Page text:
New Customers Save $30 off $100+* with code SEPTNEW30
New Customers Save $30* with code SEPTNEW30
*New customers only. Order must be placed by 9/26/2017. The $30 discount is given for a single order with a minimum of $100 excluding shipping and tax. Items with pricing ending in .97 are excluded and will not count toward the minimum required. Discount does not apply to corporate orders, gift certificates, or StewardShip membership fees. No other promotion codes, coupon codes or corporate discounts may be applied to order.
Blend: 76% Cabernet Sauvignon, 12% Merlot, 8% Petit Verdot, 4% Carmenere
More serious, edgy and structured, the spectacular 2010 Cabernet Sauvignon checks in as a blend of 76% Cabernet Sauvignon, 12% Merlot, 8% Petit Verdot and 4% Carmenere that spent 22 months in new and neutral French oak. Layered, pure and complex, with ethereal spice-laced black currant and blackberry fruit, singed herbs, coffee and floral notes on the nose, this full-bodied, impeccably balanced 2010 has phenomenal purity of fruit, a great mid-palate and masses of finely polished, perfectly ripe tannin that coat the palate. Brilliant on all accounts, it will live to see its 25th birthday in fine form. Drink now-2035.
All Leonetti wines are 100% estate-grown fruit, mixing Seven Hills, Mill Creek Upland and Loess vineyard grapes. The 2010 Cabernet Sauvignon includes 12% Merlot, 8% Petit Verdot and 4% Carmenère in the blend. Young and chewy, with a hint of herbaceousness, this shows lovely balance and a mix of raspberry, black cherry, cassis, coffee and cacao. It’s a young, deep and powerful wine that will certainly reward cellaring. Cellar Selection.
Another 2010 Walla Walla wine for which the predominant note is ‘potential.’ Dark currant and mocha scents are given a gentle kneading from a calfskin glove. The flavors feel poised but hardly ready, with a dusty earthiness and grip on the back end. For all that, it feels like a complete wine in the wings.
Often considered to be the heart of Washington wine country, the Yakima Valley is a sub-AVA of the vast Columbia Valley. The first AVA established in Washington, it is home to some of the state’s most established wineries, and contains three smaller sub-regions: Rattlesnake Hills, Red Mountain, and Snipes Mountain. The climate here is cooler than the rest of the Columbia Valley, making the Yakima Valley ideal for growing white varieties.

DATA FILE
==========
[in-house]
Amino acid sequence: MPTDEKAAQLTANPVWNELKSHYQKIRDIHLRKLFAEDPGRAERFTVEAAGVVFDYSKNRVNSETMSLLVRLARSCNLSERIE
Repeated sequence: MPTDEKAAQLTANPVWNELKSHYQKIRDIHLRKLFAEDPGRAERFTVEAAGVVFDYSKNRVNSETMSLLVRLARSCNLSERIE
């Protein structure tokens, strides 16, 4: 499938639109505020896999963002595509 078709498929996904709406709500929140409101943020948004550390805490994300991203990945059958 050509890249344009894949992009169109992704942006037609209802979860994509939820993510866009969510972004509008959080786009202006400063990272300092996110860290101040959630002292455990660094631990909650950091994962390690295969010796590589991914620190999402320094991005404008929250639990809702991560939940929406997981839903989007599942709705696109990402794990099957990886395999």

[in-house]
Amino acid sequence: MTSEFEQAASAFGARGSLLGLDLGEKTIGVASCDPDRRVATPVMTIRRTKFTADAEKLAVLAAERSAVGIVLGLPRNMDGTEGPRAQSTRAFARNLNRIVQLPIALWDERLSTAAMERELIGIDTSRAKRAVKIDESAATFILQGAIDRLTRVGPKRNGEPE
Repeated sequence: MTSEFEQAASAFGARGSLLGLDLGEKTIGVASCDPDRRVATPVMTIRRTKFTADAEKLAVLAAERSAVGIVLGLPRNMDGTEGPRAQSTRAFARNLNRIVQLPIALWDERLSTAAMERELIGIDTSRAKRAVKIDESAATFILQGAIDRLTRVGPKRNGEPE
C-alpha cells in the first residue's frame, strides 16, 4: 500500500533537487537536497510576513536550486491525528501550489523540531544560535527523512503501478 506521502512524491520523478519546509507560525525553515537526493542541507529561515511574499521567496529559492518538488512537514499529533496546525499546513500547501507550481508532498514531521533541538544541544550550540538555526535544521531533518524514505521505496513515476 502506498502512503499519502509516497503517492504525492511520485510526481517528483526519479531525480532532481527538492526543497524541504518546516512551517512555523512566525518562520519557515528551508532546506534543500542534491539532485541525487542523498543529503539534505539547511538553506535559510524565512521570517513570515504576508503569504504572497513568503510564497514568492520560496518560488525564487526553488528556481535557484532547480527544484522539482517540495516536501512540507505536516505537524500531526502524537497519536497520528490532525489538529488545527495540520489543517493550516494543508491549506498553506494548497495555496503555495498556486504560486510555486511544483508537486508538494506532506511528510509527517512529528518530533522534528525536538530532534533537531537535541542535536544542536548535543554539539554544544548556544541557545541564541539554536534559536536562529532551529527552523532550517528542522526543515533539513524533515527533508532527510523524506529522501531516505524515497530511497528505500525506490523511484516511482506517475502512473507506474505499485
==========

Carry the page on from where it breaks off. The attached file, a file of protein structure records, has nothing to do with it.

Chardonnay is the most planted grape here, followed closely by Riesling—both made in a wide range of styles depending on the warmth of the vineyard site. Because of the cooler climate, Merlot outnumbers darker-fruited, more tannic Cabernet Sauvignon here—an anomaly for Washington viticulture—and takes on characteristics of sweet red fruit with a supple texture, and sometimes notes of chocolate and mint. Yakima Valley Syrah is earthy and savory, complemented by a wide range of berry flavors from red to black.
A noble variety bestowed with both power and concentration, Cabernet Sauvignon is sometimes referred to as the “king” of red grapes. It can be somewhat unapproachable early in its youth but has the potential to age beautifully, with the ability to last fifty years or more at its best. Small berries and tough skins provide its trademark firm tannic grip, while high acidity helps to keep the wine fresh for decades. Cabernet Sauvignon flourishes in temperate climates like Bordeaux's Medoc region (and in St-Emillion and Pomerol, where it plays a supporting role to Merlot). The top Médoc producers use Cabernet Sauvignon for their wine’s backbone, blending it with Merlot and smaller amounts of Cabernet Franc, Malbec, and/or Petit Verdot. On its own, Cabernet Sauvignon has enjoyed great success throughout the world, particularly in the Napa Valley, and is responsible for some of the world’s most prestigious and sought-after “cult” wines.
In the Glass
High in color, tannin, and extract, Cabernet Sauvignon expresses notes of blackberry, cassis, plum, currant, spice, and tobacco. In Bordeaux and elsewhere in the Old World you'll find the more earthy, tannic side of Cabernet, where it's typically blended to soften tannins and add complexity. In warmer regions like California and Australia, you can typically expect more ripe fruit flavors upfront.
Cabernet Sauvignon is right at home with rich, intense meat dishes—beef, lamb, and venison, in particular—where its opulent fruit and decisive tannins make an equal match to the dense protein of the meat. With a mature Cabernet, opt for tender, slow-cooked meat dishes.
Despite the modern importance and ubiquity of Cabernet Sauvignon, it is actually a relatively young variety. In 1997, DNA revealed the grape to be a spontaneous crossing of Cabernet Franc and Sauvignon Blanc which took place in 17th century southwestern France.